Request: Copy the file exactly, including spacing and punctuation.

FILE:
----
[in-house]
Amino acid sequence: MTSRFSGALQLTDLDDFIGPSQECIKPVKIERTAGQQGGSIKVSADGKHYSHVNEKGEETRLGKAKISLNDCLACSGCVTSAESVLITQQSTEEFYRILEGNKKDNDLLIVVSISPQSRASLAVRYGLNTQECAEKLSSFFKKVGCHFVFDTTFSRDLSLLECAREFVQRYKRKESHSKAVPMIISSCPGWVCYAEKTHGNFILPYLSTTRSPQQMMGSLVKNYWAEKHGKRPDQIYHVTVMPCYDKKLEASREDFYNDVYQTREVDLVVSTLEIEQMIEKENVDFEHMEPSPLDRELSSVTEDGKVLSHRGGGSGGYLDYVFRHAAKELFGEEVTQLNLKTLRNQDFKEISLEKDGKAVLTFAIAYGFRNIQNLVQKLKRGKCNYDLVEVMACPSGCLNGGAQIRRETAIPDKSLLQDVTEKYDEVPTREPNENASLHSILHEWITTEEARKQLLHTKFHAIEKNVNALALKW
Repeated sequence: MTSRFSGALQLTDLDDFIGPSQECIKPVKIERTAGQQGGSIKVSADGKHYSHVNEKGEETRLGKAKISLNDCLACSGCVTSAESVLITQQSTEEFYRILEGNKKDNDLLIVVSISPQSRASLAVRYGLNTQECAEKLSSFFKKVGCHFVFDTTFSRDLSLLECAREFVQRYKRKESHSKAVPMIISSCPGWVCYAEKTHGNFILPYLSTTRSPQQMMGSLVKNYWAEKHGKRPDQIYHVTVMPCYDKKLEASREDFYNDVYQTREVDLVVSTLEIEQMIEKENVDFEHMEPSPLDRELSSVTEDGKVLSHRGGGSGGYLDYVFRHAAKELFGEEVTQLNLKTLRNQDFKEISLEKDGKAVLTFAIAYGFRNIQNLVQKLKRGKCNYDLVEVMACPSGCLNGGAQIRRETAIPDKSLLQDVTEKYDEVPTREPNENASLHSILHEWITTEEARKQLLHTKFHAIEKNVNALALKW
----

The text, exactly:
[in-house]
Amino acid sequence: MTSRFSGALQLTDLDDFIGPSQECIKPVKIERTAGQQGGSIKVSADGKHYSHVNEKGEETRLGKAKISLNDCLACSGCVTSAESVLITQQSTEEFYRILEGNKKDNDLLIVVSISPQSRASLAVRYGLNTQECAEKLSSFFKKVGCHFVFDTTFSRDLSLLECAREFVQRYKRKESHSKAVPMIISSCPGWVCYAEKTHGNFILPYLSTTRSPQQMMGSLVKNYWAEKHGKRPDQIYHVTVMPCYDKKLEASREDFYNDVYQTREVDLVVSTLEIEQMIEKENVDFEHMEPSPLDRELSSVTEDGKVLSHRGGGSGGYLDYVFRHAAKELFGEEVTQLNLKTLRNQDFKEISLEKDGKAVLTFAIAYGFRNIQNLVQKLKRGKCNYDLVEVMACPSGCLNGGAQIRRETAIPDKSLLQDVTEKYDEVPTREPNENASLHSILHEWITTEEARKQLLHTKFHAIEKNVNALALKW
Repeated sequence: MTSRFSGALQLTDLDDFIGPSQECIKPVKIERTAGQQGGSIKVSADGKHYSHVNEKGEETRLGKAKISLNDCLACSGCVTSAESVLITQQSTEEFYRILEGNKKDNDLLIVVSISPQSRASLAVRYGLNTQECAEKLSSFFKKVGCHFVFDTTFSRDLSLLECAREFVQRYKRKESHSKAVPMIISSCPGWVCYAEKTHGNFILPYLSTTRSPQQMMGSLVKNYWAEKHGKRPDQIYHVTVMPCYDKKLEASREDFYNDVYQTREVDLVVSTLEIEQMIEKENVDFEHMEPSPLDRELSSVTEDGKVLSHRGGGSGGYLDYVFRHAAKELFGEEVTQLNLKTLRNQDFKEISLEKDGKAVLTFAIAYGFRNIQNLVQKLKRGKCNYDLVEVMACPSGCLNGGAQIRRETAIPDKSLLQDVTEKYDEVPTREPNENASLHSILHEWITTEEARKQLLHTKFHAIEKNVNALALKW